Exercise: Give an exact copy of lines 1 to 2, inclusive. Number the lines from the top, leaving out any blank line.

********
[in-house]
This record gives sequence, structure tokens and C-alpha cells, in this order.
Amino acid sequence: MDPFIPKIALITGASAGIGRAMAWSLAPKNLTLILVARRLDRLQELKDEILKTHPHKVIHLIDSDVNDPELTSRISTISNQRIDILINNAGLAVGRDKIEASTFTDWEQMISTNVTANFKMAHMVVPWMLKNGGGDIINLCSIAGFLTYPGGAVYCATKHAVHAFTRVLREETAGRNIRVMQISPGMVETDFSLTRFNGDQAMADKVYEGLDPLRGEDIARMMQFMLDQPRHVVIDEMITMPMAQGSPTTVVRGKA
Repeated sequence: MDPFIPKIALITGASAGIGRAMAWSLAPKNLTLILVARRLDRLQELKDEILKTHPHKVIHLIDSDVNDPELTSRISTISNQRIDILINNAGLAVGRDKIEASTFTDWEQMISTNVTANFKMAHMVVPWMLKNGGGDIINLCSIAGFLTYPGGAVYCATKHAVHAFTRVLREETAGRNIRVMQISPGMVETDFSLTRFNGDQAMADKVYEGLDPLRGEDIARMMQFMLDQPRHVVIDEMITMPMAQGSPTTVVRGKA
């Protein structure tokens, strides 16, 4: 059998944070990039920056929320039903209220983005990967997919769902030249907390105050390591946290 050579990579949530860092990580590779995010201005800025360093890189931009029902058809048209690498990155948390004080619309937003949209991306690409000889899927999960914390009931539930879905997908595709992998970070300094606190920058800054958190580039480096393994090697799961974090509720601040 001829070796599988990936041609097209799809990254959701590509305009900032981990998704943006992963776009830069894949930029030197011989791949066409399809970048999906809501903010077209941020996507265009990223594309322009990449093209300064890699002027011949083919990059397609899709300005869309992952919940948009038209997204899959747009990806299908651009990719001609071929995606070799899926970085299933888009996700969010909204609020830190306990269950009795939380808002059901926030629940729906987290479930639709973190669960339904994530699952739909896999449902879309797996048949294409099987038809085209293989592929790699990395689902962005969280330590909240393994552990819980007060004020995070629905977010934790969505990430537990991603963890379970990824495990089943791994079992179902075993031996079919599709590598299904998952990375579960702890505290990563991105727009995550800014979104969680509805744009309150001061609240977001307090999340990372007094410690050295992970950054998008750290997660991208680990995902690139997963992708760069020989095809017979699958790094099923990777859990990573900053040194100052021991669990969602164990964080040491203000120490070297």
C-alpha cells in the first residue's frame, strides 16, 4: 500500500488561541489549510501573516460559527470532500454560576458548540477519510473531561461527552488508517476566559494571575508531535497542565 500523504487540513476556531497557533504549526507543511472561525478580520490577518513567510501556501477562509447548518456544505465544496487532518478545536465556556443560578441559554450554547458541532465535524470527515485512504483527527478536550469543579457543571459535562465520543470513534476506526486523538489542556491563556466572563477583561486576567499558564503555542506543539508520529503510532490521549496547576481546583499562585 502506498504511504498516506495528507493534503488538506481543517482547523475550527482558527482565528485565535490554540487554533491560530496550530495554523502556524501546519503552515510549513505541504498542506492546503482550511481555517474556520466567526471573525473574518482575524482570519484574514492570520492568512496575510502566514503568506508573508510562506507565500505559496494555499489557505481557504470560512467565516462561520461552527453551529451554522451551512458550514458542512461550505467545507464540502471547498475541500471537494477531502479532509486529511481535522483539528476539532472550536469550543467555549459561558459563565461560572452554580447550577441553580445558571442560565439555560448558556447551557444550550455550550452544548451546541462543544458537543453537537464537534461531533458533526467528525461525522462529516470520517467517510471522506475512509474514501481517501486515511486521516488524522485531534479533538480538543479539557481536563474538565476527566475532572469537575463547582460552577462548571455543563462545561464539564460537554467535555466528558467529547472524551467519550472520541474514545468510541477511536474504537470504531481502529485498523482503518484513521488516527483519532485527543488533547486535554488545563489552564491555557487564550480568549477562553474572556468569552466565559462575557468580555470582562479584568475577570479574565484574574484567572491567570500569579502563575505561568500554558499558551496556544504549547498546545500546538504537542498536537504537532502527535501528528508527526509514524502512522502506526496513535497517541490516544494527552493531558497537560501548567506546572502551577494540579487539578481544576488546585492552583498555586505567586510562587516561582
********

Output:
[in-house]
This record gives sequence, structure tokens and C-alpha cells, in this order.